00:33:14   I just want to get to the list.

00:33:17   Notifications for tweets, mentions, DMs, and quotes will be delayed because basically these

00:33:23   apps have to move to a fetching system as opposed to streaming.

00:33:27   Your timeline is going to be a minute or two behind because it has to fetch every 60 seconds

00:33:32   or something.

00:33:33   In a way, this is very much how Twitter apps started life before the streaming API, but

00:33:38   that API is going away, being replaced by this.

00:33:42   Additional access can be had, but it is prohibitively expensive for indie developers.

00:33:50   Craig Hockenberry had a tweet a couple of minutes ago, he was looking at it, saying

00:33:56   that it's a ballpark of $10 per user per month to get access to those notifications.

00:34:04   And I don't know about y'all, and I love Twitter, the service, not the company.

00:34:10   And I like Tweetbot, but I'm not paying $10 a month.

00:34:13   Just forget that.

00:34:14   So that's not really an option.

00:34:18   It depends on what I'm paying for.

00:34:20   Well, you'd be paying for those things.

00:34:22   You'll be paying for notifications, for likes and retweets, instant notifications.

00:34:28   Basically you're paying for your app to work the way it does now.

00:34:30   I mean if anything Twitter should pay me to keep using the service.

00:34:34   That's just me.

00:34:35   I mean maybe.

00:34:36   So like I said, the apps that move over to this will still function, but they're going

00:34:43   to have these limitations.

00:34:46   As far as I'm concerned, this is not enough for me to move away from Tweetbot because

00:34:52   I don't have notifications on for anything except DMs and I don't yeah

00:34:55   whatever they don't have so we're gonna lose notifications we're gonna lose

00:34:59   notifications and streaming that that's what we're losing yeah okay yeah well

00:35:03   you're using you're losing notifications for likes and retweets period and other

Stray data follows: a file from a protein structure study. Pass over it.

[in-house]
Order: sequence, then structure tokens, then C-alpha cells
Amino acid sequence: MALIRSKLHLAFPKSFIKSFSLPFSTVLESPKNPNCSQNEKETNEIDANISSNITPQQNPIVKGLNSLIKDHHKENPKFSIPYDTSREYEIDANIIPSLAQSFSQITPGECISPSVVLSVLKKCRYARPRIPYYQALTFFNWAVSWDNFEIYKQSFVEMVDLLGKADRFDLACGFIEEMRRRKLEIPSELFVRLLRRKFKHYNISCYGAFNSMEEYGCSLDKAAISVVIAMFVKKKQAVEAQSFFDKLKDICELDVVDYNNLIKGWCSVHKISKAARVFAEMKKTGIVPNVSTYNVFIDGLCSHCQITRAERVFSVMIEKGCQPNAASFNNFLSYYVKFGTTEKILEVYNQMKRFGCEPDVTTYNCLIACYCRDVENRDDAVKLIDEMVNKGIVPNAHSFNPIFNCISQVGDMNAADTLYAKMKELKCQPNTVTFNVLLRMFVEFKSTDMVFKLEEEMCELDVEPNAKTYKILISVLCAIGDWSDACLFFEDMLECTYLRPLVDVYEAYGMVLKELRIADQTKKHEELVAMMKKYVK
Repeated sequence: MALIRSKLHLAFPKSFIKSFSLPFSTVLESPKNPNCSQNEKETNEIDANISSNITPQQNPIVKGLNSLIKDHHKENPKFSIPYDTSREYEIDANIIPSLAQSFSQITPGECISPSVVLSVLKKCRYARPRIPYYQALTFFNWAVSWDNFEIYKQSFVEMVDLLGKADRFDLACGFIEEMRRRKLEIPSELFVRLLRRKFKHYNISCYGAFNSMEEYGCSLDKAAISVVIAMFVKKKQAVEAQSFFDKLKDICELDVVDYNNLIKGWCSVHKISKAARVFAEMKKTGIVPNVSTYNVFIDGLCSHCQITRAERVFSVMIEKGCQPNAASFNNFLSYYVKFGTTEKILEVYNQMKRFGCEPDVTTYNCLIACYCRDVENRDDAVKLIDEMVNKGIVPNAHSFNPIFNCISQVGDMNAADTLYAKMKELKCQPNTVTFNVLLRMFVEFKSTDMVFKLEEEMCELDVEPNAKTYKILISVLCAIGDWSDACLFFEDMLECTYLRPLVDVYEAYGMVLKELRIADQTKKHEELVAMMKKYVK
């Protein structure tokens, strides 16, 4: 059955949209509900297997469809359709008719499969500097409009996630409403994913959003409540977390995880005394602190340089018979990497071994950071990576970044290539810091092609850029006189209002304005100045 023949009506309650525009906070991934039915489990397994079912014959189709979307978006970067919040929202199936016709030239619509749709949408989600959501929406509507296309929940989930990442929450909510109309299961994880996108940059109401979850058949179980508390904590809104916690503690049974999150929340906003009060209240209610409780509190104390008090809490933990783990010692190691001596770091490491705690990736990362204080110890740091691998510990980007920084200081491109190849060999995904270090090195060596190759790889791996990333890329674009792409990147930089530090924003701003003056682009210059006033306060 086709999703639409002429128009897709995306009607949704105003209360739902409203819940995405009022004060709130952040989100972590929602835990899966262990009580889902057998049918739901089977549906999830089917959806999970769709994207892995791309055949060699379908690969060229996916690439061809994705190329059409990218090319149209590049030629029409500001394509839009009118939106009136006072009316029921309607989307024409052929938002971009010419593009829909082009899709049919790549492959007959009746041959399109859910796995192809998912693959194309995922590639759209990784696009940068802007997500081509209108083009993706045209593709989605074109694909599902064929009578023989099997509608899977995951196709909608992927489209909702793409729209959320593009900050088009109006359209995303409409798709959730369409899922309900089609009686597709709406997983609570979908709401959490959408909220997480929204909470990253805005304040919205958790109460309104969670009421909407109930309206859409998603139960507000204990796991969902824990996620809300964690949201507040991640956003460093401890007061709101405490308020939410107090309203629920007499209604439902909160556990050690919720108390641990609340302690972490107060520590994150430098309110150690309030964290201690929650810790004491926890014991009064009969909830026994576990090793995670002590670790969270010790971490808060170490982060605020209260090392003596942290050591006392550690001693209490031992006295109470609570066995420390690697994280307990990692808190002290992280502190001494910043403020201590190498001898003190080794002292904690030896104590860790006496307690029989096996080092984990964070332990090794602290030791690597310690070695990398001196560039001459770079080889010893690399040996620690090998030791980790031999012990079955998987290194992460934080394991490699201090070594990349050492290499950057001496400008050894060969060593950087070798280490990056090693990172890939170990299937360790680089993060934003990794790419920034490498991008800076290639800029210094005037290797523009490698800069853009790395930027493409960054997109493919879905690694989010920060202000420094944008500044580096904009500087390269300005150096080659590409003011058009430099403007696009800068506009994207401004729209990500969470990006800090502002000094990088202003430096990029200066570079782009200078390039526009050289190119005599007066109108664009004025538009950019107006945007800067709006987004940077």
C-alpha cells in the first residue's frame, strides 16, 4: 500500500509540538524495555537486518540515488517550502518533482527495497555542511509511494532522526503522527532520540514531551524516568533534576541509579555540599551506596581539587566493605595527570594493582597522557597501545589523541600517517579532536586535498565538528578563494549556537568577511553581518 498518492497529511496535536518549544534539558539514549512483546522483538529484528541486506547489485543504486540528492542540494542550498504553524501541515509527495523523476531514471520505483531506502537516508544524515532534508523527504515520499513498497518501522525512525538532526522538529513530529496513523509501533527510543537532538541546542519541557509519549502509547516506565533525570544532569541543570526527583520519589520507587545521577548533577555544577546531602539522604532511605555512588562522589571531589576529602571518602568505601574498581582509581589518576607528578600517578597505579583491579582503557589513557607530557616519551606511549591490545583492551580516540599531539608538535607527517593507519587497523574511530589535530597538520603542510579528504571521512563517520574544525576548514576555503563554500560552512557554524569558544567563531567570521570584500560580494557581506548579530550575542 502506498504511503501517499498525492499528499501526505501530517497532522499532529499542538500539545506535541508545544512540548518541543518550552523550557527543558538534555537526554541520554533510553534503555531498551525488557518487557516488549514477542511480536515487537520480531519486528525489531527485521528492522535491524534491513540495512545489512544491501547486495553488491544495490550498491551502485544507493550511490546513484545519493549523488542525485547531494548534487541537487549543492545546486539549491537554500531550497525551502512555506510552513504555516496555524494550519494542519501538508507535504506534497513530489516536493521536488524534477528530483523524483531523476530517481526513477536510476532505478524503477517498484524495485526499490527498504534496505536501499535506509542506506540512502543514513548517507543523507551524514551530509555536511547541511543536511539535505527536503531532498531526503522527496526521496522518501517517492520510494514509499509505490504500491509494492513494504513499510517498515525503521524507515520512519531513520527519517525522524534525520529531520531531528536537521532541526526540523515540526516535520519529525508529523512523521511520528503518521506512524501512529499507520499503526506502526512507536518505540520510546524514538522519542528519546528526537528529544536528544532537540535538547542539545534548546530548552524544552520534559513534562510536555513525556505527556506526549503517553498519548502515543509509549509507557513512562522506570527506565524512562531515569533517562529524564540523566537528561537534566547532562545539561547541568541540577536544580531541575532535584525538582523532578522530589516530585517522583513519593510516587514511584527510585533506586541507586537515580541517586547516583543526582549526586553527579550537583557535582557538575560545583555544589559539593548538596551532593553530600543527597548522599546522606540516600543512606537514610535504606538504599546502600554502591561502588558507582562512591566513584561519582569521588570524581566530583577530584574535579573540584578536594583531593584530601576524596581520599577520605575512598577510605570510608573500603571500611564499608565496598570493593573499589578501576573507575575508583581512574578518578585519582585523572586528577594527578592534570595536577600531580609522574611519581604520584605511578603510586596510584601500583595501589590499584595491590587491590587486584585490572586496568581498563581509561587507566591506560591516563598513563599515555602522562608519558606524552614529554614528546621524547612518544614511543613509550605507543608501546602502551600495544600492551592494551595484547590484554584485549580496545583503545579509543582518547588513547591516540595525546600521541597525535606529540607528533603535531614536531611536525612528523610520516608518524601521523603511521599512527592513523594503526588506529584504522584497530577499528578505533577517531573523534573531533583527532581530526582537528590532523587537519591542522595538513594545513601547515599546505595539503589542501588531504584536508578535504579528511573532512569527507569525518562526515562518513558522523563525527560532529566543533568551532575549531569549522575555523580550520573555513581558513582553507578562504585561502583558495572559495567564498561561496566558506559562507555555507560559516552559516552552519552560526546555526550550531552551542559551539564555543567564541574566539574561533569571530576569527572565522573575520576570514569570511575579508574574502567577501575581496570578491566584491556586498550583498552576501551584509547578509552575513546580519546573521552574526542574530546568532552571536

00:35:08   notifications are gonna be delayed because they have to fetch so for me

00:35:11   that's not a huge deal but I understand that I'm in the minority of people and

00:35:15   the way that I use Twitter most people have all the notifications on they want

00:35:19   to see them, they want it to be instant. And so I do think there's going to be a large

00:35:22   number of people who this is the end of the road for their third party experience and

00:35:26   that they will move over to the official Twitter app so they have all these features.

00:35:33   I'm going to really struggle to say this without sounding like...

00:35:39   Just say it. You've already made people mad today, so just go for it.

00:35:44   I'm going to really struggle to say this without sounding like I think I'm really important.

00:35:50   So I would say that the majority of people that get a lot of interaction on Twitter probably

00:36:01   don't have these notifications turned on.

00:36:05   Exactly.

00:36:06   Like some retweets, right?

00:36:07   Yeah.

00:36:08   Yeah.

00:36:09   Sure.

00:36:10   people that have these notifications turned on probably don't get that many. So it's not

00:36:20   important. Yeah. That's my feeling on this. I am so sorry. I'm so sorry that it makes

00:36:27   me sound this way. But no, we have followers because we have an audience and there's nothing

00:36:32   to feel bad about that. Like I have, I mean, I don't have the largest follower count in